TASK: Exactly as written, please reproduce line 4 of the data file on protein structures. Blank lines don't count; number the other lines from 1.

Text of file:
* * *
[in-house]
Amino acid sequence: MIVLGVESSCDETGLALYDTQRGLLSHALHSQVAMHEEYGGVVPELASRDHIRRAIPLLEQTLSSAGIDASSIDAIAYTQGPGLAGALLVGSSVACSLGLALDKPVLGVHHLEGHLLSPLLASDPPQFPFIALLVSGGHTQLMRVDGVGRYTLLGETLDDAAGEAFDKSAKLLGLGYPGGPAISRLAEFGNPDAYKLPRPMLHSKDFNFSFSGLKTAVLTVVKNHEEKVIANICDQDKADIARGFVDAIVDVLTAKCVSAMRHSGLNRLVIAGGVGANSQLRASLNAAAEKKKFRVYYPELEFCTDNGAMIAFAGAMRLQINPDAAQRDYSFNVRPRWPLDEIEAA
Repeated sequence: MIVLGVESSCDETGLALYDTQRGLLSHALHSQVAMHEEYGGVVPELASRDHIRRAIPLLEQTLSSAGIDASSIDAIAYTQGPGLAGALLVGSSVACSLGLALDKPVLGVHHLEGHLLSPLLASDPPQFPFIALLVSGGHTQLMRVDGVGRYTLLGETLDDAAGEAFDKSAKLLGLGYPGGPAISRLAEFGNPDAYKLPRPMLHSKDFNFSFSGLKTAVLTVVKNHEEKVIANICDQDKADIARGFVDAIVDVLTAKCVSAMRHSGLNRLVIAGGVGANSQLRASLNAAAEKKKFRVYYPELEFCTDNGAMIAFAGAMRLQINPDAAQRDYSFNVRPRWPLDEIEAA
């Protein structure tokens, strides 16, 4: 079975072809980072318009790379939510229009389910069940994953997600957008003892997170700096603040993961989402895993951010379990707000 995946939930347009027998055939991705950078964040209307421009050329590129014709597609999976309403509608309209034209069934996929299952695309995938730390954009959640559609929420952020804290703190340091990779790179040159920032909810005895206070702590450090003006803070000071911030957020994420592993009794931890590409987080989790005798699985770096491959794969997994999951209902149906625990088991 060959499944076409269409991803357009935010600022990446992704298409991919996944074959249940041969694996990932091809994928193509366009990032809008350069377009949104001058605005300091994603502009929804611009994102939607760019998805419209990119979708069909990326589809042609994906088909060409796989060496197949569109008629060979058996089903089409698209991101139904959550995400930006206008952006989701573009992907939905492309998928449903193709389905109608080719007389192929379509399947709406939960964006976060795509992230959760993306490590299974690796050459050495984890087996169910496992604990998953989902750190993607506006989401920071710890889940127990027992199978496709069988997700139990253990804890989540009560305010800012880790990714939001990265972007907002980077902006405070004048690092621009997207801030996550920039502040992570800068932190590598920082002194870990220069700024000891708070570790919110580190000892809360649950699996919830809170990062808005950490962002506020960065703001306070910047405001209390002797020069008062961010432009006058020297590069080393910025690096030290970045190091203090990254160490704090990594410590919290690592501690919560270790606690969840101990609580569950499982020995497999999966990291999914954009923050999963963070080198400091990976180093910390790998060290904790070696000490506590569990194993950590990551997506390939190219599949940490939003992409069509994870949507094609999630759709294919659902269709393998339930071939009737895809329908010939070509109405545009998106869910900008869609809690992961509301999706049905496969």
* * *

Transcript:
């Protein structure tokens, strides 16, 4: 079975072809980072318009790379939510229009389910069940994953997600957008003892997170700096603040993961989402895993951010379990707000 995946939930347009027998055939991705950078964040209307421009050329590129014709597609999976309403509608309209034209069934996929299952695309995938730390954009959640559609929420952020804290703190340091990779790179040159920032909810005895206070702590450090003006803070000071911030957020994420592993009794931890590409987080989790005798699985770096491959794969997994999951209902149906625990088991 060959499944076409269409991803357009935010600022990446992704298409991919996944074959249940041969694996990932091809994928193509366009990032809008350069377009949104001058605005300091994603502009929804611009994102939607760019998805419209990119979708069909990326589809042609994906088909060409796989060496197949569109008629060979058996089903089409698209991101139904959550995400930006206008952006989701573009992907939905492309998928449903193709389905109608080719007389192929379509399947709406939960964006976060795509992230959760993306490590299974690796050459050495984890087996169910496992604990998953989902750190993607506006989401920071710890889940127990027992199978496709069988997700139990253990804890989540009560305010800012880790990714939001990265972007907002980077902006405070004048690092621009997207801030996550920039502040992570800068932190590598920082002194870990220069700024000891708070570790919110580190000892809360649950699996919830809170990062808005950490962002506020960065703001306070910047405001209390002797020069008062961010432009006058020297590069080393910025690096030290970045190091203090990254160490704090990594410590919290690592501690919560270790606690969840101990609580569950499982020995497999999966990291999914954009923050999963963070080198400091990976180093910390790998060290904790070696000490506590569990194993950590990551997506390939190219599949940490939003992409069509994870949507094609999630759709294919659902269709393998339930071939009737895809329908010939070509109405545009998106869910900008869609809690992961509301999706049905496969």